Marvin Olasky today discusses the debate on "social justice" between Glenn Beck and Jim Wallis, and relates his personal experience with the Leftist evangelical:
Do those historical wrinkles mean that the term should not be used? No, but it should certainly be defined. We can study the 150 or so times that mishpat in Hebrew and kreesis in Greek—words commonly translated as "justice"—appear in the Bible. Biblically, justice—tied to righteousness—is what promotes faith in God, not faith in government. Prophets criticized not entrepreneurs but those who combined economic and political power to lord it over others, as today's bureaucrats and corporate/government partnerships tend to do.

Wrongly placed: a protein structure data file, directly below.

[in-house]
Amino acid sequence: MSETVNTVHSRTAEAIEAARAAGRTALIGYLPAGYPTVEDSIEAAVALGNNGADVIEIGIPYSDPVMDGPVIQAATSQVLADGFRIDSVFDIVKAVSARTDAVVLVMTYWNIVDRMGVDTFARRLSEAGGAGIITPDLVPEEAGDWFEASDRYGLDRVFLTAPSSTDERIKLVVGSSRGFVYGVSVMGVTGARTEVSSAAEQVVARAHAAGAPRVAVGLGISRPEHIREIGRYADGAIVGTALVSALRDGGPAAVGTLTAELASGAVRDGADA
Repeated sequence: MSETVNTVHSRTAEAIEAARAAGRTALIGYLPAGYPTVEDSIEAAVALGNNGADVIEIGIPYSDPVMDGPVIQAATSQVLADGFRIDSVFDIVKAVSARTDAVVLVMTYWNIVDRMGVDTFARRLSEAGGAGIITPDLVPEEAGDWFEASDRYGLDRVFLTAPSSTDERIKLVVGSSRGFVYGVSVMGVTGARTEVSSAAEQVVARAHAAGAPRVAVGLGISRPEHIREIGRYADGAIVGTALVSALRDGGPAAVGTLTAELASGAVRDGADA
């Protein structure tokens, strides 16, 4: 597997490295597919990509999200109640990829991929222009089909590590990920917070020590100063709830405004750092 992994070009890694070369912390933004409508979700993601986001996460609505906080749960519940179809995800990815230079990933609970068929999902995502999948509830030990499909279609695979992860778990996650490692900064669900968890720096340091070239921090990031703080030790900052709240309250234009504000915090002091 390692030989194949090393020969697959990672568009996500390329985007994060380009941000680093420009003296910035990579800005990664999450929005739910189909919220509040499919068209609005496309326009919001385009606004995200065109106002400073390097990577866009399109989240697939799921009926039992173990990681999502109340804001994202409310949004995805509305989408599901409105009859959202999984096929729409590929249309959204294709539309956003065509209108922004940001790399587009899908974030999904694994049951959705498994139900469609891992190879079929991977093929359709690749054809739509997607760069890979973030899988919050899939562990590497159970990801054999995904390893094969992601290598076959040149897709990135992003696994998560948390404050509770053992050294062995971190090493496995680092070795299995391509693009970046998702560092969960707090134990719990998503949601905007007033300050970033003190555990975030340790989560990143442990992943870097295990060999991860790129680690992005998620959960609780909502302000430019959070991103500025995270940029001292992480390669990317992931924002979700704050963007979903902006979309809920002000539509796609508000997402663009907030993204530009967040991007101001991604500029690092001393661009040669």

I can understand Glenn Beck's frustration. As the Beck-Wallis tempest swirled on March 11, I spent 3½ hours in a long-arranged debate with Wallis at Cedarville University. He kept trying to position himself as a centrist rather than a big government proponent. Furthermore, modern usage by liberal preachers and journalists is thoroughly unbiblical: Many equate social justice with fighting a free enterprise system that purportedly keeps people poor but in reality is their best economic hope.
The City of Detroit offers a perfect illustration of the effects of 50 years of government "social justice" programs, as Pajamas Media's Steven Crowder explained in December:
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